Book Review: ‘The White Album’ by Joan Didion

Dear Shevaun,

You left a self-addressed envelope, the size of a note card, in the Duluth Public Library’s copy of The White Album, a collection of essays by Joan Didion. Your name as both the sender and receiver. Both address labels indicate an association with the University of Florida. One is decorated with a UF, the other a cartoonish profile of a cartoon gator, its snout hanging out of a decorative oval. Neither label is very artistic minded, not the finest work of a graphic designer. I doubt this is your fault, that you are the graphic designer in question, though you might have selected these two designs from eight other versions and you most certainly were the one to decide they were at least good enough to stick to this envelope.

I assumed, Shevaun, that you were older. Perhaps of the same generation as Didion. That you had checked out The White Album for the same reason I might revisit the movie “Adventures in Babysitting” or Debbie Gibson’s “Shake Your Love.” A nostalgia for the late 1960s in California. The Manson era. Black Panthers. The Doors, sans Morrison, trying to record an album without the vocalist known for wearing black leather pants without underwear. I imagined you looked like Didion, whom Michiko Kakutani ofThe New York Times once described — using Didion’s own words from A Book of Common Prayer — as possessing “an extreme and volatile thinness. . . she was a woman. . . with a body that masqueraded as that of a young girl.” I imagined you as widowed and crafty. A woman keeping the same strict schedule for almost half a century. A woman who could write a recipe book filled with meals starring Campbell’s Cream of Mushroom Soup. A woman with things that went in certain places.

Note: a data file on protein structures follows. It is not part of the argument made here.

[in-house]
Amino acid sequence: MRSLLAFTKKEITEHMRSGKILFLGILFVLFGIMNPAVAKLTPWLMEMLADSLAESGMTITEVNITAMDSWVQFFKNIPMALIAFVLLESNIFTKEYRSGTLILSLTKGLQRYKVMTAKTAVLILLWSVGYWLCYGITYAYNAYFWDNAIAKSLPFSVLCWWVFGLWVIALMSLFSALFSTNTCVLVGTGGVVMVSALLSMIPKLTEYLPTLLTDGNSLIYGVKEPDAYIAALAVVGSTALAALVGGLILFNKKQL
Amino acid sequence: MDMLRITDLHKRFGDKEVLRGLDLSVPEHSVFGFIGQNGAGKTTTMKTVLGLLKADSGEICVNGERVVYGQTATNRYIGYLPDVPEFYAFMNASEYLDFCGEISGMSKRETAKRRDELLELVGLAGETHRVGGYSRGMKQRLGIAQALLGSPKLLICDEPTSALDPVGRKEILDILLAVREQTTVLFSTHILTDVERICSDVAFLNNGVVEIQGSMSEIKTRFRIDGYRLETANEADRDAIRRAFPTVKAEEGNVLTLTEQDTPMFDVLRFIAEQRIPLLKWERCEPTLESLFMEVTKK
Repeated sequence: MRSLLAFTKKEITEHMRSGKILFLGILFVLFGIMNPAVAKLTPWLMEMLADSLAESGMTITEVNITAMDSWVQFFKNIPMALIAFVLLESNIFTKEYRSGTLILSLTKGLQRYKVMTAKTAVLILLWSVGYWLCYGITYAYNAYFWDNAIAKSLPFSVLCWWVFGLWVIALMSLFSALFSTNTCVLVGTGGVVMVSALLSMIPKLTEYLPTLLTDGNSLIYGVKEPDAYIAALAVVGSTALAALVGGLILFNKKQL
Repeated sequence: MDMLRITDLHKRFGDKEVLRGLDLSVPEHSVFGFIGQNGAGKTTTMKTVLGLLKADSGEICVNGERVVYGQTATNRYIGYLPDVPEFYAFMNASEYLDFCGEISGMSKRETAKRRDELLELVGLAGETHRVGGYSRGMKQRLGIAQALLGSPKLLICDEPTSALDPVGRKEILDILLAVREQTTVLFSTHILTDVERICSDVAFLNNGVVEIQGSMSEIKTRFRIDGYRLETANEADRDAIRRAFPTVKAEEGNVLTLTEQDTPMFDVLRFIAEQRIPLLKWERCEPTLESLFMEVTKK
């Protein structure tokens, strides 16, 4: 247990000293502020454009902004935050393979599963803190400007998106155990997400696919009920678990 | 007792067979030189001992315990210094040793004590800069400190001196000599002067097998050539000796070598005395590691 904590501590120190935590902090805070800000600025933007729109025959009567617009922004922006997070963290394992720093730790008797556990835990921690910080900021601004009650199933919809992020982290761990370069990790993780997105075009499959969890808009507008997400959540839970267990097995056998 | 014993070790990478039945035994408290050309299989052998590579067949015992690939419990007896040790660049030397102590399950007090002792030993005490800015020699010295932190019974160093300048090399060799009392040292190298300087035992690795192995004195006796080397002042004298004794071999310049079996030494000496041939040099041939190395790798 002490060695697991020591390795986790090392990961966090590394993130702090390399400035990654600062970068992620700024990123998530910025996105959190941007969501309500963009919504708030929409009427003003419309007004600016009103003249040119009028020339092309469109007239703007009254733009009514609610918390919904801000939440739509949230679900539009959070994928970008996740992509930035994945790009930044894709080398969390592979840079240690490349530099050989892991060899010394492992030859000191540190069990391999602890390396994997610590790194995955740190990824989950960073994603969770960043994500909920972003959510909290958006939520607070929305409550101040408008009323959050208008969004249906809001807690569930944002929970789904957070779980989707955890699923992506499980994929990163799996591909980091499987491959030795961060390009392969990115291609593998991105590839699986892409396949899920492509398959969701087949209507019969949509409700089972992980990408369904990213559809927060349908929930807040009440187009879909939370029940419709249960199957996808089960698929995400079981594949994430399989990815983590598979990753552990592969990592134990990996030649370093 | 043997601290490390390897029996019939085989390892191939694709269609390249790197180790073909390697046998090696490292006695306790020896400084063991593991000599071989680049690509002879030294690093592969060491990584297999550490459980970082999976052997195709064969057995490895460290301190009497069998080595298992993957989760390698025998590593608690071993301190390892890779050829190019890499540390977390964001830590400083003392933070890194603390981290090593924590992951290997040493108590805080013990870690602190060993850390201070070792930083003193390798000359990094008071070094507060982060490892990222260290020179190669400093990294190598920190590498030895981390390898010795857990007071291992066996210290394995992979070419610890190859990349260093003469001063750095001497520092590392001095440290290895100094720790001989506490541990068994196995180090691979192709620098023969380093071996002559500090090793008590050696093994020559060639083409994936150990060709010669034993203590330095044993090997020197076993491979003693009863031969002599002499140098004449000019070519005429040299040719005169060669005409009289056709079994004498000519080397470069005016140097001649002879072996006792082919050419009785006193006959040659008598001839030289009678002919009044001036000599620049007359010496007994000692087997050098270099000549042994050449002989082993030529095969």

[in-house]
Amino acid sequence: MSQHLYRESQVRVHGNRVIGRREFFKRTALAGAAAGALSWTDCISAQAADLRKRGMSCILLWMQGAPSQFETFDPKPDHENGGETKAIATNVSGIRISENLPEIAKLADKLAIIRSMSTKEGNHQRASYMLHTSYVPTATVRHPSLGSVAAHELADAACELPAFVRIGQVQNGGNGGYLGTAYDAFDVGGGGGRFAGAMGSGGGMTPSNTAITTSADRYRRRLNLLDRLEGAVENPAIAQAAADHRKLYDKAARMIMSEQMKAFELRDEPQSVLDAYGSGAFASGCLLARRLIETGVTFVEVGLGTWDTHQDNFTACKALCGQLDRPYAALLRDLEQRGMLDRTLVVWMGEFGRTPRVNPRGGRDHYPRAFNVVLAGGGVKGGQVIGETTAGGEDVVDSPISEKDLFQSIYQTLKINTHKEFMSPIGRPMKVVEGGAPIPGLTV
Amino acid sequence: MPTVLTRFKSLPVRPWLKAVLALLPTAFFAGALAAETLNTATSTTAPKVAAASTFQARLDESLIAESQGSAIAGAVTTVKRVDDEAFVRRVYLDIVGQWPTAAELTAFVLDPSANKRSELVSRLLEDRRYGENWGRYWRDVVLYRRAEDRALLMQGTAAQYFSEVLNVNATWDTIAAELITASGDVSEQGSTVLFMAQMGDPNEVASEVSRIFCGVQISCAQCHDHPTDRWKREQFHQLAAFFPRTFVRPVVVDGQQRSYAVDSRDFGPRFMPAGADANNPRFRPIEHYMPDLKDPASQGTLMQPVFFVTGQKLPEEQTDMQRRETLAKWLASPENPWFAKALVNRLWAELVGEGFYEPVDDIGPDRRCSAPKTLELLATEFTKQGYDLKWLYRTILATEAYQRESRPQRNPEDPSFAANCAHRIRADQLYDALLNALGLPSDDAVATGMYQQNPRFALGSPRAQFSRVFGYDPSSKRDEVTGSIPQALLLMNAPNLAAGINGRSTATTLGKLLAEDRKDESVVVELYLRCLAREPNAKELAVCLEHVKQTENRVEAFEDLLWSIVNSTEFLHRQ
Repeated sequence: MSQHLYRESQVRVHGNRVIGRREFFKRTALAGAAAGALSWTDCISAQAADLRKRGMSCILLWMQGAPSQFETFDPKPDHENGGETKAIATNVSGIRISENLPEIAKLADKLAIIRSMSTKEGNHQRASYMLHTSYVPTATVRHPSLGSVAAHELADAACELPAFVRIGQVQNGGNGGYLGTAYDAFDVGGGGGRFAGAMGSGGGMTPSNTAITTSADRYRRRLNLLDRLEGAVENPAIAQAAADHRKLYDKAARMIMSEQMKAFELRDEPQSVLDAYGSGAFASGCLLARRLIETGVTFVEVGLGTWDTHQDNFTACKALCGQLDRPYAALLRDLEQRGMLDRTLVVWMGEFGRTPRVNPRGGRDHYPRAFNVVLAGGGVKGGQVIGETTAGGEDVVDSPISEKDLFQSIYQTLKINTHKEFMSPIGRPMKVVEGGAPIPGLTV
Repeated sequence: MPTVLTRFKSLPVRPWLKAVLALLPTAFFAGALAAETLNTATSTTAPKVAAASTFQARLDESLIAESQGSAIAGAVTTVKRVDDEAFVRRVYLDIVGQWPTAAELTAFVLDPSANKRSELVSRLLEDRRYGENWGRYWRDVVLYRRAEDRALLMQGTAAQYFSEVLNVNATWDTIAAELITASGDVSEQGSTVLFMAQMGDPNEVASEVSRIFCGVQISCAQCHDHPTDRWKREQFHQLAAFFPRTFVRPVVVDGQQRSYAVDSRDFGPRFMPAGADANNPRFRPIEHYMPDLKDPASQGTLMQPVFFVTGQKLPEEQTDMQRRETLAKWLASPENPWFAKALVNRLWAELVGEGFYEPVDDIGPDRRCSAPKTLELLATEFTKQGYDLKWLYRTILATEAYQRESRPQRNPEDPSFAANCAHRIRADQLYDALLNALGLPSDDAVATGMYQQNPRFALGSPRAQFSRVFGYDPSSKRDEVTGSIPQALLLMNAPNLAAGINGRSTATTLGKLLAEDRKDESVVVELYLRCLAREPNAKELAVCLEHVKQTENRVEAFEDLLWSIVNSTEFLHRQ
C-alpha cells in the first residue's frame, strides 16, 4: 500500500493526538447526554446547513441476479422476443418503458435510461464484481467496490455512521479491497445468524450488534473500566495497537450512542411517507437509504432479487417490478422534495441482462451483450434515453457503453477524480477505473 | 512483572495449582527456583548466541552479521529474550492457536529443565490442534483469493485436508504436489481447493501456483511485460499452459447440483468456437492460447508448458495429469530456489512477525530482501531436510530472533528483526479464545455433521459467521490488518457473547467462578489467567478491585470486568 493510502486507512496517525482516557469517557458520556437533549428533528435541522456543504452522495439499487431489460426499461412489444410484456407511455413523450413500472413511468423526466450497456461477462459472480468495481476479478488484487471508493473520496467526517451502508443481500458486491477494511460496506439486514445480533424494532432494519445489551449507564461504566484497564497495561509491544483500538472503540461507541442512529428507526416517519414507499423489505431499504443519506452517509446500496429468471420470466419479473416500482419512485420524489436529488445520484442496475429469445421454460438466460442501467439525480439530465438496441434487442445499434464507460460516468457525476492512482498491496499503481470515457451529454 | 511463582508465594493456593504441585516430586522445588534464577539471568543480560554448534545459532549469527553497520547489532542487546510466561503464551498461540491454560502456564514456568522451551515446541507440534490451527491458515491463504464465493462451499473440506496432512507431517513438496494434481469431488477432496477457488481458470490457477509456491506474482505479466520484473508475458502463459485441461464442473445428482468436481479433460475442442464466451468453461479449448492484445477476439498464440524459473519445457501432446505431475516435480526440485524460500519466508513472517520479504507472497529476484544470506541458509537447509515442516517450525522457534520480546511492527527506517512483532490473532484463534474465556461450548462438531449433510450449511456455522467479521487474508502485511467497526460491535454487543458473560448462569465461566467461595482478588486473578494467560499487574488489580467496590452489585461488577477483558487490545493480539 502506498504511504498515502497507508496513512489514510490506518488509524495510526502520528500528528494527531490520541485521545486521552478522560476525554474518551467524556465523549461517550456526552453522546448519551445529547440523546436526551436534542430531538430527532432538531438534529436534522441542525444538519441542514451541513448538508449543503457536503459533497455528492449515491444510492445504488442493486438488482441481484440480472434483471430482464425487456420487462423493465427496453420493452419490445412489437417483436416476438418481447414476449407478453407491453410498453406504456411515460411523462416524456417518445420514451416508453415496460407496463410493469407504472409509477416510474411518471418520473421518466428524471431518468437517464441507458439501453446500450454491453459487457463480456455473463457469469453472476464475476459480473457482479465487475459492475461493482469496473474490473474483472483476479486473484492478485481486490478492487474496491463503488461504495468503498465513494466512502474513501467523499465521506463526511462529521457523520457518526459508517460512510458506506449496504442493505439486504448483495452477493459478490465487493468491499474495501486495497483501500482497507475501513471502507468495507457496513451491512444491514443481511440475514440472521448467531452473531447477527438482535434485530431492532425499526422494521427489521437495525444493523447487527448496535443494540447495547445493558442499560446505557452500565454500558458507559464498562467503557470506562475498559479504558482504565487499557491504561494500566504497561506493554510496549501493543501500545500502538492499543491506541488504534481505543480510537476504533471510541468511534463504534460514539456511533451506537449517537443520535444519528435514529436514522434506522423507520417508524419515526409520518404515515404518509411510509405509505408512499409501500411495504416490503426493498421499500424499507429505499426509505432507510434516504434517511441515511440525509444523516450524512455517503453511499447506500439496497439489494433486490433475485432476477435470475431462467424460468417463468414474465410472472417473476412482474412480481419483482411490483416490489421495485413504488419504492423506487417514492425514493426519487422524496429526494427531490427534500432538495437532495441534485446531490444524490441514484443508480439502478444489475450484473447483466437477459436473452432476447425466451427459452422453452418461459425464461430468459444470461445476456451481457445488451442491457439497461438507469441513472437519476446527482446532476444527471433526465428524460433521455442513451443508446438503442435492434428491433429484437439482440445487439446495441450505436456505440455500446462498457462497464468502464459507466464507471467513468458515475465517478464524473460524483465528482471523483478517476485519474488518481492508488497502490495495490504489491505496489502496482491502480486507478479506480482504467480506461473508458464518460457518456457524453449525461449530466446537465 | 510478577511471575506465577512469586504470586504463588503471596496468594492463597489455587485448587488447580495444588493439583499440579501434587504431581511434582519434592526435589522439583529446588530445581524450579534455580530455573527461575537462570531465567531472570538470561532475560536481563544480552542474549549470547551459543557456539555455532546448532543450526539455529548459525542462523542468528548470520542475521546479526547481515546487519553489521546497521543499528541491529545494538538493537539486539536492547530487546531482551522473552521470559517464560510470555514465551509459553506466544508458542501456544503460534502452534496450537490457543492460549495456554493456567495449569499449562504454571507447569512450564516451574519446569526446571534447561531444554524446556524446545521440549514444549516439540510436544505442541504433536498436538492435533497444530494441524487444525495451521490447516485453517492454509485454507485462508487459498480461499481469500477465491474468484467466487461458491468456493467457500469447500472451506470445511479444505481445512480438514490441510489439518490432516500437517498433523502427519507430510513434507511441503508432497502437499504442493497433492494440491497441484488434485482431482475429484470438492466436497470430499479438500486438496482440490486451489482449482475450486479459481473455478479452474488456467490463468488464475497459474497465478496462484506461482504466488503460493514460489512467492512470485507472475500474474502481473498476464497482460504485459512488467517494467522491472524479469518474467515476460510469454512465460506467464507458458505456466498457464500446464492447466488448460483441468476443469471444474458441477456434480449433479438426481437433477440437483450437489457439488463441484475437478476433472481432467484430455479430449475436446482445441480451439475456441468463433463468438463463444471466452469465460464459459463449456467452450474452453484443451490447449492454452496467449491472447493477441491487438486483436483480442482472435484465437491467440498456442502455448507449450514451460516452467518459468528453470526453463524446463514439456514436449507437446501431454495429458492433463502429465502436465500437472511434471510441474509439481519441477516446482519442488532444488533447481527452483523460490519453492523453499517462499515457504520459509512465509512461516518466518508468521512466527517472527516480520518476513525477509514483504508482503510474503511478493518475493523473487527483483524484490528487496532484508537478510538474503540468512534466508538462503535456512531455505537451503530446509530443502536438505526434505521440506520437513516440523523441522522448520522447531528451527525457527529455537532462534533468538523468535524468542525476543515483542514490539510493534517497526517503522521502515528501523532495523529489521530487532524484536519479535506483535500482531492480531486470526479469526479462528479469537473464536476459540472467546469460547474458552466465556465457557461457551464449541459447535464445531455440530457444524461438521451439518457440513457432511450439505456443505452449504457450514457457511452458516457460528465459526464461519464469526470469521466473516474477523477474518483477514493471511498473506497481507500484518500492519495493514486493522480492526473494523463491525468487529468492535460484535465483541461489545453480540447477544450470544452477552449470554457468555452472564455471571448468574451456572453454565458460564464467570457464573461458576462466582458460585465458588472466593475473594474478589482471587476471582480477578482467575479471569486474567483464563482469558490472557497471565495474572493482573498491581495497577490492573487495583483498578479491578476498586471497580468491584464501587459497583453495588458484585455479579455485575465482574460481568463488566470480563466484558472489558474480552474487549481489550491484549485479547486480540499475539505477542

I was wrong. I Googled you. You are maybe in your mid-30s or en route. And your education is of a certain level that damn-near paralyzes me when I consider the quagmire of student loan debt you must be seeped in. My wallet weeps for you, Shevaun, and it’s weeping louder than my admiration for your commitment to furthering your education.

Did you finish The White Album? Or did the envelope mark the spot where you said: “I’m feeling you, Joan. But I just can’t, right now, give a shit about water treatment and highway systems. I was with you through the piece on the end of the 1960s. And if I’d gotten there, I might have enjoyed the one about your migraines and how you’ve learned that suffering through them is like a form of yoga.” Then the book was due and you just didn’t renew it?

Or maybe that envelope marks the point where you said: “Screw this rental. I’m buying!” I don’t remember where you parked your envelope, but if this is the case I bet it is where Didion says:

“I am a thirty-four-year-old woman with long straight hair and an old bikini bathing suit and bad nerves sitting on an island in the middle of the Pacific waiting for a tidal wave that will not come.”

That’s the sentence I read over and over again while sitting at a tall top table at Subway, unsure of why it snagged my attention. It’s an easy sentence. A descriptive sentence. The sentences around it provide perspective: her marriage is on a precipice. There have been tidal wave warnings. Literally. They are in Hawaii. Her daughter wanted to go for a swim. Maybe it’s just the idea of picturing Didion as a thirty-four-year-old when for all of my life she has been post-thirty-four. And maybe it’s because I have a fortune teller’s view of her future.

Many decades later the tidal wave will come and that tidal wave is The Year of Magical Thinking. Writing, Shevaun, is a weird thing. I’m cooking up a theory on Didion as the OG blogger.

I can give or take Joan Didion. Her curiosities aren’t necessarily mine — the essays on water treatment and the the highway system. But when she turns an eye on herself, buying a dress for Linda Kasabian, witness in the prosecution of Charles Manson or on her first book tour and ordering a Shirley Temple from room service for her daughter, I take her. I take her like the Lothario on the cover of a bodice ripper, chest like fine leather upholstery and hair like a windsock.

Best Wishes,

This review was originally posted on October 17, 2011, on Minnesota Reads.

Review: ‘Medium Raw’ by Anthony Bourdain